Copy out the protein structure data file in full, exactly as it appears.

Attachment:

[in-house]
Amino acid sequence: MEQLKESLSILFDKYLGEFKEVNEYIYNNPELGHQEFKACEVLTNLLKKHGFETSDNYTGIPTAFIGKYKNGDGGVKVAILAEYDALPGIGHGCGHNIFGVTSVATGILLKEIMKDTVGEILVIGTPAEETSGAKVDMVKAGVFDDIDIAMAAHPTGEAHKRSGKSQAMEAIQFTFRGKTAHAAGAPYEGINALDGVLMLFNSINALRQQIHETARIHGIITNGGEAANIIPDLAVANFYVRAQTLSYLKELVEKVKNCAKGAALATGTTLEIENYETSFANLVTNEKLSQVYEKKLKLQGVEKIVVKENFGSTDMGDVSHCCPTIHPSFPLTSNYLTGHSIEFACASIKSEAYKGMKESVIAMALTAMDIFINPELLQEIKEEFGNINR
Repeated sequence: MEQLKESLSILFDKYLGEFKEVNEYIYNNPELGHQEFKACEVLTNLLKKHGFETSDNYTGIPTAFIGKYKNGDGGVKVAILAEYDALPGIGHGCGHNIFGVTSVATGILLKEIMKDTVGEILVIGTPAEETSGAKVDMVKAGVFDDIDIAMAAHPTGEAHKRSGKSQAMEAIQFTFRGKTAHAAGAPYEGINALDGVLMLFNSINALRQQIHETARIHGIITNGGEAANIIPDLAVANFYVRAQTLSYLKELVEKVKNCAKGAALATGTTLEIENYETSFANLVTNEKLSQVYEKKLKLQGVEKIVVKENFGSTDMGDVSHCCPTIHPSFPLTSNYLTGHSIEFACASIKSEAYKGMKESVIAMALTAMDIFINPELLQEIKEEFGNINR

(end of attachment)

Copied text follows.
[in-house]
Amino acid sequence: MEQLKESLSILFDKYLGEFKEVNEYIYNNPELGHQEFKACEVLTNLLKKHGFETSDNYTGIPTAFIGKYKNGDGGVKVAILAEYDALPGIGHGCGHNIFGVTSVATGILLKEIMKDTVGEILVIGTPAEETSGAKVDMVKAGVFDDIDIAMAAHPTGEAHKRSGKSQAMEAIQFTFRGKTAHAAGAPYEGINALDGVLMLFNSINALRQQIHETARIHGIITNGGEAANIIPDLAVANFYVRAQTLSYLKELVEKVKNCAKGAALATGTTLEIENYETSFANLVTNEKLSQVYEKKLKLQGVEKIVVKENFGSTDMGDVSHCCPTIHPSFPLTSNYLTGHSIEFACASIKSEAYKGMKESVIAMALTAMDIFINPELLQEIKEEFGNINR
Repeated sequence: MEQLKESLSILFDKYLGEFKEVNEYIYNNPELGHQEFKACEVLTNLLKKHGFETSDNYTGIPTAFIGKYKNGDGGVKVAILAEYDALPGIGHGCGHNIFGVTSVATGILLKEIMKDTVGEILVIGTPAEETSGAKVDMVKAGVFDDIDIAMAAHPTGEAHKRSGKSQAMEAIQFTFRGKTAHAAGAPYEGINALDGVLMLFNSINALRQQIHETARIHGIITNGGEAANIIPDLAVANFYVRAQTLSYLKELVEKVKNCAKGAALATGTTLEIENYETSFANLVTNEKLSQVYEKKLKLQGVEKIVVKENFGSTDMGDVSHCCPTIHPSFPLTSNYLTGHSIEFACASIKSEAYKGMKESVIAMALTAMDIFINPELLQEIKEEFGNINR